Exclusive Brethren/Australian Federal Election, 2007

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In early August 2007 Australian Prime Minster John Howard met with "with the most senior leaders" of the Exclusive Brethren in his parliamentary office.

One of those at the meeting, Michael Bachelard reported in The Age, "was Sydney pump salesman Mark Mackenzie, whose former company, Willmac, funneled $370,000 into pro-Howard advertising at the last election." (Willmac's spending in the election campaign was investigated by the Australian Electoral Commission. They later referred the matter to the Australian Federal Police "for a criminal investigation, which is continuing." Others at the meeting included Bruce D. Hales, his brother Stephen Hales and elder Warwick John.[1]

A spokesman for the Exclusive Brethren denied that they had requested Howard's help on the AFP investigation or support for his campaign in his own electorate. "There was absolutely no dialogue concerning Willmac, just as there was no discussion about … Bennelong," he said.[2] "This was a last-minute opportunity that presented itself. There was no agenda or pre-arranged discussion topics, simply an opportunity to greet Prime Minister Howard. These mysterious campaign plans being suggested are wild speculation and the reality is they aren't there," the spokesman told Bachelard.

Howard was subsequently asked whether he had "met with members of the Exclusive Brethren and have they offered any financial or in kind support?". In response Howard confirmed that he had met with the Exclusive Brethren, which he defended. "The Exclusive Brethren is a legal, legitimate organisation. I meet them from time to time ... They're Australian citizens, it's a lawful organisation and as Prime Minister I have met an enormous number of organisations. It's my job and I find it quite astonishing that people think it's odd I have met representatives of a lawful organisation." [3]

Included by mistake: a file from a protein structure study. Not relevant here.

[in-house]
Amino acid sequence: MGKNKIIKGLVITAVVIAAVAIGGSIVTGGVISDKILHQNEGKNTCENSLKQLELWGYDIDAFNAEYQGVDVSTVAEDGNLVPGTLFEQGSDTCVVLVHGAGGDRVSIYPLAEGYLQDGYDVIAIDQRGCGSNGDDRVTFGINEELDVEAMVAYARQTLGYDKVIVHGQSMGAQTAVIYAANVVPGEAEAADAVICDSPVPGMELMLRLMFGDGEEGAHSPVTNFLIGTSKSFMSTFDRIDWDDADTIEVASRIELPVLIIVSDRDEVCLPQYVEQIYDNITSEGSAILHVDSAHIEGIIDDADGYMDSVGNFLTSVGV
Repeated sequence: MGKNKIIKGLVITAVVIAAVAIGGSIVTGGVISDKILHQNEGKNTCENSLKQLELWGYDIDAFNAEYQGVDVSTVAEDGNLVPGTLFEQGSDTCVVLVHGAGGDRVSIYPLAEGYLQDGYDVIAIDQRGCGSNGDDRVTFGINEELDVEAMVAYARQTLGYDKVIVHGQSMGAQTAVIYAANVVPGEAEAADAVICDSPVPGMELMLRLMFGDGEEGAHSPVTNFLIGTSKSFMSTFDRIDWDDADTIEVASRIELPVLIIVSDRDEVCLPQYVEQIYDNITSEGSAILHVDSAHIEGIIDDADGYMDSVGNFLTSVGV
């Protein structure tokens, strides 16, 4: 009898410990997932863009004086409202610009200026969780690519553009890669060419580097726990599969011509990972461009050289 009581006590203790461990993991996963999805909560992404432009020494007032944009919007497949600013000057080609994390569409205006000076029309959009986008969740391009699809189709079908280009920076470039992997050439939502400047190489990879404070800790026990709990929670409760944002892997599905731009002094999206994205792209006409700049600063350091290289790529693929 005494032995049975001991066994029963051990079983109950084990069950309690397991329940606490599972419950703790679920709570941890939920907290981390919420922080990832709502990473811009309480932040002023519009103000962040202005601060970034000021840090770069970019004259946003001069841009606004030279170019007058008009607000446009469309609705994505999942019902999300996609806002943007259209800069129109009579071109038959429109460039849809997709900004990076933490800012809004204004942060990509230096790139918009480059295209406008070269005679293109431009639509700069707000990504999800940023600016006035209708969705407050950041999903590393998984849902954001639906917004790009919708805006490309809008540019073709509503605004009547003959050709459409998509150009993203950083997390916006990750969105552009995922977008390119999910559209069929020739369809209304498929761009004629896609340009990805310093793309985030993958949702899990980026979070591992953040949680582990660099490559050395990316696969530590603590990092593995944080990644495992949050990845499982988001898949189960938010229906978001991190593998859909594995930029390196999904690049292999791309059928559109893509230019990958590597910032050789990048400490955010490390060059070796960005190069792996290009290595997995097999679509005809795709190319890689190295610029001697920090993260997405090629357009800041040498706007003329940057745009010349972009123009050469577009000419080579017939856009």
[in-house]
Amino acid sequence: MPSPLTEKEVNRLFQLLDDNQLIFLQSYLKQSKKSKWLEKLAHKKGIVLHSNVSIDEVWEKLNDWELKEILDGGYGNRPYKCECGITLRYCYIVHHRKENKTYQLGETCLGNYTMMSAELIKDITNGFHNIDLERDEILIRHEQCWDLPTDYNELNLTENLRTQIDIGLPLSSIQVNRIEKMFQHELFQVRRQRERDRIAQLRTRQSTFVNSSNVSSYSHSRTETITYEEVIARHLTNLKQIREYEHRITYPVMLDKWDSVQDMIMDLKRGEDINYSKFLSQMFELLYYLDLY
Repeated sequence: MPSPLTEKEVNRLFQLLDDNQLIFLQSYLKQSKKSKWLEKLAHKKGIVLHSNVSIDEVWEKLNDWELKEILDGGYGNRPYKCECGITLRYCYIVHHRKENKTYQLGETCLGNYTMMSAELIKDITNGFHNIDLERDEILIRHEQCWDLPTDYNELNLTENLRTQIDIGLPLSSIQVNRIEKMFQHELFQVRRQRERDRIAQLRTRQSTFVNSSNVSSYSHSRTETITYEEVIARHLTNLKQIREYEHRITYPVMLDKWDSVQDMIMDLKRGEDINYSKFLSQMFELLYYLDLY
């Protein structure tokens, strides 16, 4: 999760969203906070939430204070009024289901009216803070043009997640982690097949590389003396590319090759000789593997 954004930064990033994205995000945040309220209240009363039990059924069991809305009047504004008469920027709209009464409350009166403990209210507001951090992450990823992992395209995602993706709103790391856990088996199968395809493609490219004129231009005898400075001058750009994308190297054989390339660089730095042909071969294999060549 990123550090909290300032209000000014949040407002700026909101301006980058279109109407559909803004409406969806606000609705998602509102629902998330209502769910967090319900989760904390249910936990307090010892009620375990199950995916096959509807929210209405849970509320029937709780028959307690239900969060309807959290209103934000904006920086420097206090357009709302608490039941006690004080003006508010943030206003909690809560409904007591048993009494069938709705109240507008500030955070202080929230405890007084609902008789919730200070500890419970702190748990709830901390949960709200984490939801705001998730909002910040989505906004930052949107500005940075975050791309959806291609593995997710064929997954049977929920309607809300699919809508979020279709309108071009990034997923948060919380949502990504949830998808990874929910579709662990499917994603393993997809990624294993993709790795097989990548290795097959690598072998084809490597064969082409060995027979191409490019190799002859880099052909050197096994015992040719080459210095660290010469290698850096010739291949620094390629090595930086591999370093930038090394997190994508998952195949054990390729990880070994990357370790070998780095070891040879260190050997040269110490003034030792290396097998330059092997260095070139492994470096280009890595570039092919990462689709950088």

As to the matter of whether the Exclusive Brethren had offered financial support, Howard offered only a cautious and heavily qualified response. "As to matters relating to financial support, they're things that you should talk to them, should talk to the Liberal Party organisation about. I don't handle in a direct sense, any fundraising matters related to the Liberal Party, they're handled by the organisation," he said. [4]

Hiring PR Help

In October 2007, Michael Bachelard reported in The Age that Bob Lawrence from the PR firm Jackson Wells Morris was representing the controversial religious sect, the Exclusive Brethren. In a statement issued to the paper, JWM wrote that the PR firm "has provided advice to the Brethren on how to deal with some of the issues they face and to engage with a hostile media. In recent years, sections of the media have subjected the Brethren to unwarranted scrutiny bordering on harassment. It has been a witch- hunt. If the Brethren had been given a fair hearing they would be much better understood, like any other church or religious organisation." [5]

Other SourceWatch Resources


  1. Michael Bachelard, "Brethren meet PM in his office", The Age, August 22, 2007.
  2. Michael Bachelard, "Brethren meet PM in his office", The Age, August 22, 2007.
  3. John Howard, "Transcript of the Prime Minister's Doorstop Interview Epping", August 22, 2007.
  4. John Howard, "Transcript of the Prime Minister's Doorstop Interview Epping", August 22, 2007.
  5. Michael Bachelard, Two MPs sponsor Brethren lobbyists", The Age, October 15, 2007.

External links

Media Releases and Interview with Politicians on the Exclusive Brtehren, 2007 election

Media Articles